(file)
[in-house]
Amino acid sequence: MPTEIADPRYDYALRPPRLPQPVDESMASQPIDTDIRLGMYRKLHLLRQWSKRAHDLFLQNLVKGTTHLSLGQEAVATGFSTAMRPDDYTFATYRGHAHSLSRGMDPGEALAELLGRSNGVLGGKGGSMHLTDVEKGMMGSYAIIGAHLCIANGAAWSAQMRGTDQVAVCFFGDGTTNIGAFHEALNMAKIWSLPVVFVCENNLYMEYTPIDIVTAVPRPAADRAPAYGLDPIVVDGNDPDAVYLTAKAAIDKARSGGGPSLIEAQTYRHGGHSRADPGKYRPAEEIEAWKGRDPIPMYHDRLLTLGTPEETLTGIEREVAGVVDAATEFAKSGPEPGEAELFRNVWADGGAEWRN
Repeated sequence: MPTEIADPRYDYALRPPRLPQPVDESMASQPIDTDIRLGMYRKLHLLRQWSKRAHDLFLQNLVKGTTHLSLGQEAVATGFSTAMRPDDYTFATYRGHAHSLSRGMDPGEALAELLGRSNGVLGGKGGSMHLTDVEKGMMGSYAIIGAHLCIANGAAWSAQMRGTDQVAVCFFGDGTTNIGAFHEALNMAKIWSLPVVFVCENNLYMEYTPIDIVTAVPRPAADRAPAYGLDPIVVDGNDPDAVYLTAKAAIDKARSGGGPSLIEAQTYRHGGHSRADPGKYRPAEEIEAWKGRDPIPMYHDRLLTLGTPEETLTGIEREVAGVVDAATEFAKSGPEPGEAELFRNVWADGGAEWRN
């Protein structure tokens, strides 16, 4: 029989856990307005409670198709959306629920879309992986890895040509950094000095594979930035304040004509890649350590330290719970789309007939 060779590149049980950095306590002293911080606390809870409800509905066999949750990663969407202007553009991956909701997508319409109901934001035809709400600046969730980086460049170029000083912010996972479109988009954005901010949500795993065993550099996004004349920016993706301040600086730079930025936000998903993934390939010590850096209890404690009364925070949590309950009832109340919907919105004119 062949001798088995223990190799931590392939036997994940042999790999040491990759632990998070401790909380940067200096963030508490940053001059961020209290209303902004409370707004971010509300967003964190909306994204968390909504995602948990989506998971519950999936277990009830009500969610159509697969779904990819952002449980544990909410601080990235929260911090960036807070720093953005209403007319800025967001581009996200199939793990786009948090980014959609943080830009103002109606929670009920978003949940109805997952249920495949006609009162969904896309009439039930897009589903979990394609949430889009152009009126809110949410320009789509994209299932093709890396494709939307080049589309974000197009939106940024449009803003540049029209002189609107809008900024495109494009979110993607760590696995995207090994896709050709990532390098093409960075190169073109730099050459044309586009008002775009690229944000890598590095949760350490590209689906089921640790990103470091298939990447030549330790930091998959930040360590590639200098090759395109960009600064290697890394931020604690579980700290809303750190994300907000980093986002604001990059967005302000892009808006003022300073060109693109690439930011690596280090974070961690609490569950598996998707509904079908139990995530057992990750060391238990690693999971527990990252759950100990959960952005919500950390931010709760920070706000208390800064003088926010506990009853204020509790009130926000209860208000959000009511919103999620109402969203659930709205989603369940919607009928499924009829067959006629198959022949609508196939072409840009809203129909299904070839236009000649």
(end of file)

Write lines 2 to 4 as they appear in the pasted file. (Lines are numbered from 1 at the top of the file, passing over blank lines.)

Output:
Amino acid sequence: MPTEIADPRYDYALRPPRLPQPVDESMASQPIDTDIRLGMYRKLHLLRQWSKRAHDLFLQNLVKGTTHLSLGQEAVATGFSTAMRPDDYTFATYRGHAHSLSRGMDPGEALAELLGRSNGVLGGKGGSMHLTDVEKGMMGSYAIIGAHLCIANGAAWSAQMRGTDQVAVCFFGDGTTNIGAFHEALNMAKIWSLPVVFVCENNLYMEYTPIDIVTAVPRPAADRAPAYGLDPIVVDGNDPDAVYLTAKAAIDKARSGGGPSLIEAQTYRHGGHSRADPGKYRPAEEIEAWKGRDPIPMYHDRLLTLGTPEETLTGIEREVAGVVDAATEFAKSGPEPGEAELFRNVWADGGAEWRN
Repeated sequence: MPTEIADPRYDYALRPPRLPQPVDESMASQPIDTDIRLGMYRKLHLLRQWSKRAHDLFLQNLVKGTTHLSLGQEAVATGFSTAMRPDDYTFATYRGHAHSLSRGMDPGEALAELLGRSNGVLGGKGGSMHLTDVEKGMMGSYAIIGAHLCIANGAAWSAQMRGTDQVAVCFFGDGTTNIGAFHEALNMAKIWSLPVVFVCENNLYMEYTPIDIVTAVPRPAADRAPAYGLDPIVVDGNDPDAVYLTAKAAIDKARSGGGPSLIEAQTYRHGGHSRADPGKYRPAEEIEAWKGRDPIPMYHDRLLTLGTPEETLTGIEREVAGVVDAATEFAKSGPEPGEAELFRNVWADGGAEWRN
């Protein structure tokens, strides 16, 4: 029989856990307005409670198709959306629920879309992986890895040509950094000095594979930035304040004509890649350590330290719970789309007939 060779590149049980950095306590002293911080606390809870409800509905066999949750990663969407202007553009991956909701997508319409109901934001035809709400600046969730980086460049170029000083912010996972479109988009954005901010949500795993065993550099996004004349920016993706301040600086730079930025936000998903993934390939010590850096209890404690009364925070949590309950009832109340919907919105004119 062949001798088995223990190799931590392939036997994940042999790999040491990759632990998070401790909380940067200096963030508490940053001059961020209290209303902004409370707004971010509300967003964190909306994204968390909504995602948990989506998971519950999936277990009830009500969610159509697969779904990819952002449980544990909410601080990235929260911090960036807070720093953005209403007319800025967001581009996200199939793990786009948090980014959609943080830009103002109606929670009920978003949940109805997952249920495949006609009162969904896309009439039930897009589903979990394609949430889009152009009126809110949410320009789509994209299932093709890396494709939307080049589309974000197009939106940024449009803003540049029209002189609107809008900024495109494009979110993607760590696995995207090994896709050709990532390098093409960075190169073109730099050459044309586009008002775009690229944000890598590095949760350490590209689906089921640790990103470091298939990447030549330790930091998959930040360590590639200098090759395109960009600064290697890394931020604690579980700290809303750190994300907000980093986002604001990059967005302000892009808006003022300073060109693109690439930011690596280090974070961690609490569950598996998707509904079908139990995530057992990750060391238990690693999971527990990252759950100990959960952005919500950390931010709760920070706000208390800064003088926010506990009853204020509790009130926000209860208000959000009511919103999620109402969203659930709205989603369940919607009928499924009829067959006629198959022949609508196939072409840009809203129909299904070839236009000649």